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Promise and Progress - Lessons from the First Immune Therapy

Promise & Progress: Special Issue Bloomberg - Kimmel Institute for Cancer Immunotherapy
Issue No. 2016

Lessons from the First Immune Therapy

Date: March 23, 2016


Some of the earliest research at the Kimmel Cancer Center that focused on the immune system was in blood and bone marrow cancers and bone marrow transplantation. Cancers of the blood and bone marrow, such as leukemia, lymphoma, and multiple myeloma, provided a unique perspective of normal immune cells, malignant ones, and the magnitude of the immune system’s power.

In most cancers, the goal is to engage the immune system, but in bone marrow transplant, where the patient’s cancer-filled bone marrow is replaced with healthy marrow from a donor, the goal is to disengage—well at least a little. The reason is a serious complication of bone marrow transplant known as graft versus host disease (GVHD), a destructive immune attack against the patient’s organs and tissue. The transplanted marrow sees its new host as foreign and wages an assault that can be as lethal as cancer.

Veteran cancer immunology leader Drew Pardoll first observed its wrath as an oncology trainee treating a young girl dying from severe GVHD. It was a defining moment for the young physician scientist. “I realized that the immune system was probably the most powerful anticancer weapon we have,” says Pardoll.  “If we learned how it worked and could focus it more precisely against cancer, I believe it could be more powerful than any drug.”

Pardoll decided to focus on deciphering how the immune system worked, while Kimmel Cancer Center bone marrow transplant experts began solving the problem of GVHD in what could be considered one of the first immune success stories in cancer treatment.

Making Bone Marrow Transplant Safe and Available to All    

For decades GVHD prevented bone marrow transplants from being performed on patients who did not have a donor with a nearly identically matching immune system, usually found in a brother or sister A large national registry matched some of these patients with unrelated donors, but most grew sicker and many died waiting for a match to be found. As a result, only about one-half of patients were candidates for the potentially curative therapy. Minorities suffered the most. African-American patients who did not have a match in their family, had less than a 10 percent chance of finding a donor in the unrelated registry.

Pioneering discoveries led by Kimmel Cancer Center investigators Richard Jones, Ephraim Fuchs and Leo Luznik have now made it possible for almost any patient to receive a transplant. The research that led to this breakthrough focused on immune cells known as T cells and technologies to remove these cells from the donor marrow. Clinical studies showed that when the T cells were removed, patients did not get GVHD, but their cancers sometimes came back. It was one of the first observations of the immune system’s ability to kill cancer cells. The challenge was to remove a precise amount of T cells—small enough to avoid the most severe cases of GVHD yet a large enough number to allow the immune system to keep the cancer from coming back.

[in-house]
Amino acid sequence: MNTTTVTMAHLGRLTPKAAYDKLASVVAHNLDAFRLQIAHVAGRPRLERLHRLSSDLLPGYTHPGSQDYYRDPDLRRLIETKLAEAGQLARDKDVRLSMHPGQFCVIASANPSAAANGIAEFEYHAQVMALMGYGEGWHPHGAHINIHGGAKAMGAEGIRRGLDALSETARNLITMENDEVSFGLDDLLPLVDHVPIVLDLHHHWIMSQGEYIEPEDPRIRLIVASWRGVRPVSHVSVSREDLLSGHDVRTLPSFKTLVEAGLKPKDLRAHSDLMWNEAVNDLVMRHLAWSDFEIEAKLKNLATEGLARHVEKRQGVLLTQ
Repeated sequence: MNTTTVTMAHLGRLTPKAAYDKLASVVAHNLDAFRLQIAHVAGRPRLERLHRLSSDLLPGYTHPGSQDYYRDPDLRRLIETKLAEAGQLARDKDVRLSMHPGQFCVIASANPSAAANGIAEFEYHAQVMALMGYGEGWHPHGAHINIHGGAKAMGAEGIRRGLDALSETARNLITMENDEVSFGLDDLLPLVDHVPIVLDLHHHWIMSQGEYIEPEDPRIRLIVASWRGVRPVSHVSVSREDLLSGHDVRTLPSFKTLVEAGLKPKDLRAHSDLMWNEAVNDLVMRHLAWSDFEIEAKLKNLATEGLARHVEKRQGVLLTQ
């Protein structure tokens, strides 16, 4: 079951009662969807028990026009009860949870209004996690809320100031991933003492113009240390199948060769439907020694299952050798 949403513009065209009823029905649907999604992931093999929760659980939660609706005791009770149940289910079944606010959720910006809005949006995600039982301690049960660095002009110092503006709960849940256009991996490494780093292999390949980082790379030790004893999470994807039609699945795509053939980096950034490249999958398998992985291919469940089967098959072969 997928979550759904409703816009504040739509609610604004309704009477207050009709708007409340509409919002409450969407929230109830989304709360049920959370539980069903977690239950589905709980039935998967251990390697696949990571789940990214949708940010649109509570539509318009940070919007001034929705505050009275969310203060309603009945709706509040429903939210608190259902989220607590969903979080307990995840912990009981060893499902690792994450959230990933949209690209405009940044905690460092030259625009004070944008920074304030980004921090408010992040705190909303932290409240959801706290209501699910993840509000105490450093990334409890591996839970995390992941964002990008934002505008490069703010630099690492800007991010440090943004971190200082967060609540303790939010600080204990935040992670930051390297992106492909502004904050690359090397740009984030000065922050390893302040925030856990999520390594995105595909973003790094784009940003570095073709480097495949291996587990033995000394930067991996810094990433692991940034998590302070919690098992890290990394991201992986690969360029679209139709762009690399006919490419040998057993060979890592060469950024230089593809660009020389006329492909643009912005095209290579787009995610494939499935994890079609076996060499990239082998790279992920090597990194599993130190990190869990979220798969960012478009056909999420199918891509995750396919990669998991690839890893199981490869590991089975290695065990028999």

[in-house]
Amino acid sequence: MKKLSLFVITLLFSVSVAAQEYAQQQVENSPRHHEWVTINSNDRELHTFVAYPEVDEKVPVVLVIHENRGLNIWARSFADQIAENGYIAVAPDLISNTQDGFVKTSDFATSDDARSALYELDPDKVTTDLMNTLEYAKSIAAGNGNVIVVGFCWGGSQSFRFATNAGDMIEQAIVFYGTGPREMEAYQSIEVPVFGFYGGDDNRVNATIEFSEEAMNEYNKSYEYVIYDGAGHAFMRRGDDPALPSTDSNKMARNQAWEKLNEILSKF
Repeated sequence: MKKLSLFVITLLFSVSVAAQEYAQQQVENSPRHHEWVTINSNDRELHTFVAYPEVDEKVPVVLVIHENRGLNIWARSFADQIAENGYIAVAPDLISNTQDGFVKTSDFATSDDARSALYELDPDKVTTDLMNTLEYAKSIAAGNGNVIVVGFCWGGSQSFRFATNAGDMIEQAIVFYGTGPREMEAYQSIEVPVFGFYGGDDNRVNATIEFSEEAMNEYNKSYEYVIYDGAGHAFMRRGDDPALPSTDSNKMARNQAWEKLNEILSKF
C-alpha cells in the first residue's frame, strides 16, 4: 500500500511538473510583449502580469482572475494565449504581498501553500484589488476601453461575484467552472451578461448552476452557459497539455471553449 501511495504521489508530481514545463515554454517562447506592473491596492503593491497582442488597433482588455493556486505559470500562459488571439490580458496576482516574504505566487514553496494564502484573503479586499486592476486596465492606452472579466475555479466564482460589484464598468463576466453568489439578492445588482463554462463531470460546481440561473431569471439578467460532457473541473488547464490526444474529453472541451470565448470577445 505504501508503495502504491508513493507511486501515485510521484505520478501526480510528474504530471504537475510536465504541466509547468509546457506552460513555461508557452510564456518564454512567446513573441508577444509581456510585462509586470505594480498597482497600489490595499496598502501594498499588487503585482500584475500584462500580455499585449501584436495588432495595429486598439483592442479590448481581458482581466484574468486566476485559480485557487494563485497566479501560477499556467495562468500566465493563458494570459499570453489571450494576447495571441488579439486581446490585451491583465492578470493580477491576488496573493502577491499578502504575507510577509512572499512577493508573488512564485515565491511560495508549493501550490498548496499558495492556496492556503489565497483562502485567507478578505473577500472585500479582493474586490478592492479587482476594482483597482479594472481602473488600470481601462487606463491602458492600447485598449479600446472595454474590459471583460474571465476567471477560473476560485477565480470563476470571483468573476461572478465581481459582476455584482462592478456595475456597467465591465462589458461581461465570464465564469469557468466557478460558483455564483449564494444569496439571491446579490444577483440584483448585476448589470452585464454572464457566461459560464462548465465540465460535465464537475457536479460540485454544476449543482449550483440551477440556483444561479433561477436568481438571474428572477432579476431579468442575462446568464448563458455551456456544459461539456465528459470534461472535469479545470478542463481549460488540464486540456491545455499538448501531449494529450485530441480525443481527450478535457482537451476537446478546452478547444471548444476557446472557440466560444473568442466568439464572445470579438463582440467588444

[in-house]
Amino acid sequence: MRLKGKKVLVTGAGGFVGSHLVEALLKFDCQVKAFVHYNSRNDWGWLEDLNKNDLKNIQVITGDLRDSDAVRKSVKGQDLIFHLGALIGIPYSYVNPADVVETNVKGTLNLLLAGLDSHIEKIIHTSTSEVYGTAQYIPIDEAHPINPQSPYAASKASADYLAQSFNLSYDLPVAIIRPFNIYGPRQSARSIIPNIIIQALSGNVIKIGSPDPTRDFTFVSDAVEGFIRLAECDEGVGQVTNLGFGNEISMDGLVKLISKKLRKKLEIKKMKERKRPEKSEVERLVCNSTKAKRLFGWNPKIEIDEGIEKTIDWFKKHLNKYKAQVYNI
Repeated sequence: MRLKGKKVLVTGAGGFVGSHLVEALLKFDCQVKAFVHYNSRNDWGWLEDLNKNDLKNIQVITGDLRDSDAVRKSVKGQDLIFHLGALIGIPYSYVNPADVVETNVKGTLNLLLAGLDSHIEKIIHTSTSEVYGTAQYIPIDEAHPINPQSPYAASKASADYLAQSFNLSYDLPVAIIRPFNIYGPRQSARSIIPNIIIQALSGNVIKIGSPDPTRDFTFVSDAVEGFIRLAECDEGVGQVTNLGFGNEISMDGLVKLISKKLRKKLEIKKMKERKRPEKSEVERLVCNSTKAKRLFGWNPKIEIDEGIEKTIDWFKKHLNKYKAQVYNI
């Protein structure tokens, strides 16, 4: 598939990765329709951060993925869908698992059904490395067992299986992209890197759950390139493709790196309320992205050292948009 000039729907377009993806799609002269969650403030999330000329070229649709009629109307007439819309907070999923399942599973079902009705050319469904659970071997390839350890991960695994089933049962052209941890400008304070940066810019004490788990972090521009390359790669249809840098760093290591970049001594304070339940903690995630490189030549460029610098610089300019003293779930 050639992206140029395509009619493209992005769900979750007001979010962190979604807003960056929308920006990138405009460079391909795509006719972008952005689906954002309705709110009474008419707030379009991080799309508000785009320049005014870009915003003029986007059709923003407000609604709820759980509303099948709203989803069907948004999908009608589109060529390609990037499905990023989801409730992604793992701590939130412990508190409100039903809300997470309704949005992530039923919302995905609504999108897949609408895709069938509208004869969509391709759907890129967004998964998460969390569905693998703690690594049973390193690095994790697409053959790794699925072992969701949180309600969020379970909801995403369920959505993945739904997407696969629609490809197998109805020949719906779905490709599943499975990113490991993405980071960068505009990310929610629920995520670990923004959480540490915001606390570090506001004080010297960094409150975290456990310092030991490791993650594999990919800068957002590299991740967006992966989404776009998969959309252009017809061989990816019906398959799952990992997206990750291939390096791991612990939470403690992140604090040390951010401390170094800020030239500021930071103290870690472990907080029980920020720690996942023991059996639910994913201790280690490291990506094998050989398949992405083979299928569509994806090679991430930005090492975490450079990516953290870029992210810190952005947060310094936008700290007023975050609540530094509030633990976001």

It turns out that the same drug used to treat patients before bone marrow transplant could be given post-transplant to limit GVHD without hampering the T cell’s ability to mop up any surviving cancer cells. This discovery led Kimmel Cancer Center experts to develop a new type of bone marrow transplant, known as a haploidentical or half-identical transplant.

This breakthrough approach developed at the Kimmel Cancer Center, almost all parents, siblings, and children of patients—and sometimes even aunts and uncles, nieces and nephews, half-siblings, and grandparents or grandchildren—can safely serve as donors.  Now, almost every patient who needs a bone marrow transplant can find a matching donor. Since developing the treatment more than a decade ago, Kimmel Cancer Center experts have performed more than 600 half-matched transplants for adult and pediatric leukemia and lymphoma.

These clinical studies have proven so successful, with safety and toxicity comparable to matched transplants, that the therapy is now used to treat chronic but debilitating noncancerous diseases of the blood in adults and children, such as sickle cell anemia and severe autoimmune disorders. Web Exclusive: Read Nicholas’ Story

More recently, a revolutionary study using half-matched transplants to improve the effectiveness and safety of solid organ transplants with living donors has begun.  Kimmel Cancer Center researchers are collaborating with transplant surgeons to begin a combined kidney/half-identical bone marrow transplant.  Since the patient and donor would have the same immune system, it could essentially eliminate organ rejection and a lifetime of antirejection drugs.

If successful, this important work will conquer the transplantation barrier—rejection—and what they learn could be applied to all solid organ transplants.  It also facilitates the research being done in regenerative medicine where work to grow transplantable tissue and organs would ultimately be of no clinical use without the means to successfully and safely transplant them into humans.